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His professional downfall, alcoholism and economic bankruptcy forces Durga to file for divorce and leave with their children, a severe blow he never came to accept. Not being able to let go of Durga, she becomes his only source of support other than his psychiatrist throughout his treatment at the rehabilitation centre. When all treatment fails to treat him (and due to regular smuggling of local alcohol into the asylum) of alcohol dependency, ECT is prescribed. At the same time, to keep himself occupied, Nilkantha begins writing and eventually directs the asylum inmates in a play, helping many of them respond to human interaction and utilize their faculties in ways their treatment could not. The climax sees Phulmoni, a santhal lass who had not spoken a word since being gangraped by the army, dance a tandav as the Mother Goddess in the final scene of the play. An ailing Nilkantha sees the vision of the soul of Bangladesh – a homeless mother – and walks away with her, unshackled, unburdened, un-misunderstood.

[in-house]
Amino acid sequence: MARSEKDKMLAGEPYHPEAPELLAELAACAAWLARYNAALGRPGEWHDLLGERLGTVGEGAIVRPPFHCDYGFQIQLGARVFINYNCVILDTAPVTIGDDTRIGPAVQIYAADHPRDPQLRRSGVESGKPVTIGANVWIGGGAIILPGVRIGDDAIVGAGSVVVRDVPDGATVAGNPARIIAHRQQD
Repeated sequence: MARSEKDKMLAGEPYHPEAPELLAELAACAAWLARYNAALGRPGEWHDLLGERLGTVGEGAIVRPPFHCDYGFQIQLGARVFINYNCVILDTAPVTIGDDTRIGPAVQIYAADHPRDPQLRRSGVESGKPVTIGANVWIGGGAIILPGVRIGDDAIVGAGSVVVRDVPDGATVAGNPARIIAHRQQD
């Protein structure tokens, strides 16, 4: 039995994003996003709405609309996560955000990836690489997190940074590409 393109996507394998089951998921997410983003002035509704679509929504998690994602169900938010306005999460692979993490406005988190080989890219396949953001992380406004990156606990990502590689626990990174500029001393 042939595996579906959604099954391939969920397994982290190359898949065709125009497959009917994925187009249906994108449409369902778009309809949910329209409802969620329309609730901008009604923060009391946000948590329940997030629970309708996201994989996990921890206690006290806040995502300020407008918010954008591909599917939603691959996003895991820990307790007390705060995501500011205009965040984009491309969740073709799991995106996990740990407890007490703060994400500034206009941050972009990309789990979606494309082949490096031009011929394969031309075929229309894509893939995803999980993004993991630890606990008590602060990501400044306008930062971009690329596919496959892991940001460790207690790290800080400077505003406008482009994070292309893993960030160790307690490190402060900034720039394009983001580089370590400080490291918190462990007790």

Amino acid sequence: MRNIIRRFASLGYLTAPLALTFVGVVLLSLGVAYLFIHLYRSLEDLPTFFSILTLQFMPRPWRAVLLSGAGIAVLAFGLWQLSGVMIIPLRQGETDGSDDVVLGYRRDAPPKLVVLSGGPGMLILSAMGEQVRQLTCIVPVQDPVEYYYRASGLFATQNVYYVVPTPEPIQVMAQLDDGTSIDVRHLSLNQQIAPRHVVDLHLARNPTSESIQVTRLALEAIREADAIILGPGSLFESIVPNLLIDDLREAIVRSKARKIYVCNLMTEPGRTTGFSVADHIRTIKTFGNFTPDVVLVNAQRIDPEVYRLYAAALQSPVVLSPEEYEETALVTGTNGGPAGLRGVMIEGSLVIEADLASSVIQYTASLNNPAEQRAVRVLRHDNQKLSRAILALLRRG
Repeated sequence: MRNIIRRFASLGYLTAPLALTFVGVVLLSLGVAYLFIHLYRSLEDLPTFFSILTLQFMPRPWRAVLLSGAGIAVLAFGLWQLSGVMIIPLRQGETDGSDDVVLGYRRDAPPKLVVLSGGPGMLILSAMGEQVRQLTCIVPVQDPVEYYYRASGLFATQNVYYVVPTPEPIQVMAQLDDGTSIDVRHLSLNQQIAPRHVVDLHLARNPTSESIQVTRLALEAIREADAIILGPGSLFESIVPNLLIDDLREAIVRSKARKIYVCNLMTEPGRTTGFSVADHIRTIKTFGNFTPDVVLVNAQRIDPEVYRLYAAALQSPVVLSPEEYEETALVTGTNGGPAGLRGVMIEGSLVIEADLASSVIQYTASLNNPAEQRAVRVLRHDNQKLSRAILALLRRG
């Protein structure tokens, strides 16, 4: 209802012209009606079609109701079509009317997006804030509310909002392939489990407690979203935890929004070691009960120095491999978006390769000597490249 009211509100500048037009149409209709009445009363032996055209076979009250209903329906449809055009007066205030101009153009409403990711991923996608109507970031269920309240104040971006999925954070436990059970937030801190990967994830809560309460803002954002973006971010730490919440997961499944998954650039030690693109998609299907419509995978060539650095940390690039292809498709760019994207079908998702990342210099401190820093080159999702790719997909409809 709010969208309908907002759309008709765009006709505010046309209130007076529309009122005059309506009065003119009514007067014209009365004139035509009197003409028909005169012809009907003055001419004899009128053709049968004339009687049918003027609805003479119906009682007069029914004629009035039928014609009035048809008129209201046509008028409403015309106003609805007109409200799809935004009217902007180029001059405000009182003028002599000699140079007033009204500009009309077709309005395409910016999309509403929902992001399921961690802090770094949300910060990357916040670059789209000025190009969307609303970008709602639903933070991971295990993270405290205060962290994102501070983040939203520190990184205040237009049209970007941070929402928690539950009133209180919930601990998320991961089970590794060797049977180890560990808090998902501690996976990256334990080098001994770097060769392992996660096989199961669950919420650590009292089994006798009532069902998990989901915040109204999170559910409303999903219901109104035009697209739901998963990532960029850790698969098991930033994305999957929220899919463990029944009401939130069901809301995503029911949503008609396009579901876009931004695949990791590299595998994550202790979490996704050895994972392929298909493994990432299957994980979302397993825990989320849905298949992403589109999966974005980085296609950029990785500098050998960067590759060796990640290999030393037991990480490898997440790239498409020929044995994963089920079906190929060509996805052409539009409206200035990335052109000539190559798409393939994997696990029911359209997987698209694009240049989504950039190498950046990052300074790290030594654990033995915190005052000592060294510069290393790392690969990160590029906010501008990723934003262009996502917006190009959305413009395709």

Meghe Dhaka Tara is a visual firecracker, a cinematographic explosion and artistry that this country has not seen in a very long time. Shot completely in black and white, every scene is heightened by the engaging mise-en-scene of every frame. A continuous streaming of dream-meets-reality, the film reminds one of German Expressionistic classics like The Cabinet of Dr. Caligari with its visual quality and Fellini’s 8 ½ for the treatment. Madness meets a certain artistic discipline in the film, so that even chaos looks beautiful and not disturbing. The raw animalistic energy of the protagonist infuses the cinematography with such unrelenting friction that the whole film acquires a dissonant quality – it seems as if the whole film is on fire, much like Nilkantha himself. The mise-en-scene, cinematography, and editing keeps the anguish within the film burning hungrily, not letting the tempo slide for even one moment. One only wonders the director’s creative spirit as he effectively achieved a string of crescendos – a difficult task for a biopic. Meghe Dhaka Tara is definitely a contemporary visual masterclass.